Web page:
China has a new richest man, and his claim to the crown is an indication that domestic consumption is the key driver in the rising number of China's wealthy, according to the complier of the Hurun Rich List 2010 released Tuesday.
Zong Qinghou, the 65-year-old founder of China's largest maker of soft drinks, the Hangzhou Wahaha Group, is now China's richest man, with a personal fortune estimated at $12 billion, according to the list.
"Except for one among the top 10 richest Chinese on the list - who made (his) money through exporting a blood thinner to the US - the remaining richest made their fortunes from China's growing domestic market," Rupert Hoogewerf, founder of the Shanghai-based Hurun Report, told the Global Times.
Among the list's 1,363 individuals worth at least 1 billion yuan ($150 million), fewer than 5 percent have made their fortunes from export-oriented business, Hoogewerf said.
"Zong was crowned thanks to China's growing domestic demand, and his success reflects a trend," Hoogewerf added.
Li Li, a pharmaceutical tycoon who founded Hepalink, was ranked second with $6 billion, followed by Zhang Yin, the founder of paper-recycling company Nine Dragons Paper, with $5.6 billion.
Sany Heavy Industry Co's Liang Wen'gen and Baidu Inc's Robin Li ranked fourth and fifth with $5.4 billion and $5.3 billion, respectively.
"We can see from this year's Rich List that consumer products and new economic forms, such as Internet business, have became a growth engine in the private sector, and people are getting more concerned with the updating of their living standards, in addition to basic needs," Li Xunlei, chief economist of Guotai Junan Securities, told the Global Times.
Despite domestic stock markets being down 10 percent over the past year, the richest Chinese have seen their fortunes continue to grow fast. The average wealth of the Hurun 1,000 grew 64 percent over the past two years and 26 percent in the past year, according to an analysis report released on the official website of the Hurun Report.
There are 1,363 individuals with 1 billion yuan, up from 1,000 last year and just 24 a decade ago. The number of China's dollar billionaires rose by 69 to 189 this year, suggesting that China today has more billionaires than anywhere else in the world, surpassing even the US, the report said.
"Regardless of the accuracy of the annual list, the ranking has at least showed greater social transparency in China, where rich people are still reluctant to disclose their wealth, and it has helped enhance people's awareness of the flow of social wealth," according to Li, the economist.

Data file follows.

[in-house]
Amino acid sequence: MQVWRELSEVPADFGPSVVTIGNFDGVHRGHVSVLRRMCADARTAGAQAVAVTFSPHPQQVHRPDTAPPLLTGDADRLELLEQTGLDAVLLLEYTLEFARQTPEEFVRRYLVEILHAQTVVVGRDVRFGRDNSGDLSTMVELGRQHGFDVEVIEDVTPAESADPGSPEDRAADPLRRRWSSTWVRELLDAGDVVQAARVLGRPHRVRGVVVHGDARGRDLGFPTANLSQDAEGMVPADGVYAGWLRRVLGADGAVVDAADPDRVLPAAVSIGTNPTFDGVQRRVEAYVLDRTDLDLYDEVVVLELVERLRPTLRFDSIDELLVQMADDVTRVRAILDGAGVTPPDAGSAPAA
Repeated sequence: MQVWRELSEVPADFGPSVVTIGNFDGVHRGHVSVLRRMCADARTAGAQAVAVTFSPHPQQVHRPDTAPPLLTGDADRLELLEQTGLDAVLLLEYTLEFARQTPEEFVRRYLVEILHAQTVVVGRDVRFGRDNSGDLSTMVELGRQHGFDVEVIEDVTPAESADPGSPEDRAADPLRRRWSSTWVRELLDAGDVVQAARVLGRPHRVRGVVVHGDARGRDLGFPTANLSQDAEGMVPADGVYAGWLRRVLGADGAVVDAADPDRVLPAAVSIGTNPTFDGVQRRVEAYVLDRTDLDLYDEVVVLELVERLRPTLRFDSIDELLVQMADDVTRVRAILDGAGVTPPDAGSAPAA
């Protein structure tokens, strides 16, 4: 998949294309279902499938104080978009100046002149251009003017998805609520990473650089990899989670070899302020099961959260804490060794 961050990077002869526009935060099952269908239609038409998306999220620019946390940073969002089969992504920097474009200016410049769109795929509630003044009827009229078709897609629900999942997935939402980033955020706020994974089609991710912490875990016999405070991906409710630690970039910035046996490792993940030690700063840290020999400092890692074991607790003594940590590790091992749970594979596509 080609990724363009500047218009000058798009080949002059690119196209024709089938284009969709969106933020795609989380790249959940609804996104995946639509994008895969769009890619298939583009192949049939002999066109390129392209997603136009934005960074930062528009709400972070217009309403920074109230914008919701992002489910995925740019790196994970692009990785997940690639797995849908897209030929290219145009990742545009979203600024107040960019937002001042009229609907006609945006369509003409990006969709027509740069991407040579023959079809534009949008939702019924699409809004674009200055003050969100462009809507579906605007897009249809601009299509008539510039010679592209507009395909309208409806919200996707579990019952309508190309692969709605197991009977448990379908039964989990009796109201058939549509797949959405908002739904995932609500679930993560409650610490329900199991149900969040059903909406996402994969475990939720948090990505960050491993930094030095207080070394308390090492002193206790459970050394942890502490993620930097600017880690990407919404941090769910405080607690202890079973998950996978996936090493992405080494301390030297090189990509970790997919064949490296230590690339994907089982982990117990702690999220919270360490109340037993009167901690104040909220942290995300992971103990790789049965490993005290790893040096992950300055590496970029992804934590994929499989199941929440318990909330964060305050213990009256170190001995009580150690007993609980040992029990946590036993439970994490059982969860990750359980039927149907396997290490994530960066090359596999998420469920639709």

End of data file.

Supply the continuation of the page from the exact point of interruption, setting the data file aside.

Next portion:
With stocks in residential property firms down by a quarter, on average, over the last year, the number of "pure" property tycoons in the top 10 dropped from six to two, according to the Hurun analysis.
"Not only is 2010 the first time in 10 years that a property tycoon has not made the top five, but it is also the first year that a construction-equipment manufacturer has made more than any property tycoon. It is the modern equivalent of the Califor-nia gold rush, when selling shovels to the gold miners was a guarantee of success," Hoogewerf said.
Last year's No. 1, Wang Chuanfu, saw his wealth drop 10 percent, placing him 12th on the list with $4.6 billion. BYD, the company Wang founded, is expected to sell 600,000 cars this year, down from its original forecast of 800,000 units.
"The changes in the list's ranking reflect society's expectations about the performance of certain stocks and whether a company's core competitiveness can be maintained," Li said.
The list also revealed the growing political influence of China's wealthy, with 20 percent on the list, or 173 individuals, being appointed to significant government advisory posts.
According to a separate Hurun list of self-made female billionaires, also released Tuesday, more than half the world's richest women are Chinese.
The list also shows that the world's three richest women are Chinese, led by Zhang Yin who was China's richest person in 2006.
"China is the world's clear leader for women in business," Hoogewerf said. "There is no other country that comes even close to touching the number of self-made women in China."
Working mothers in China and other BRIC countries "are able to aim high, in part because they have more shoulders to lean on than their American and European peers when it comes to childcare," the Financial Times reported, citing a study by the Center for Work-Life Policy in New York.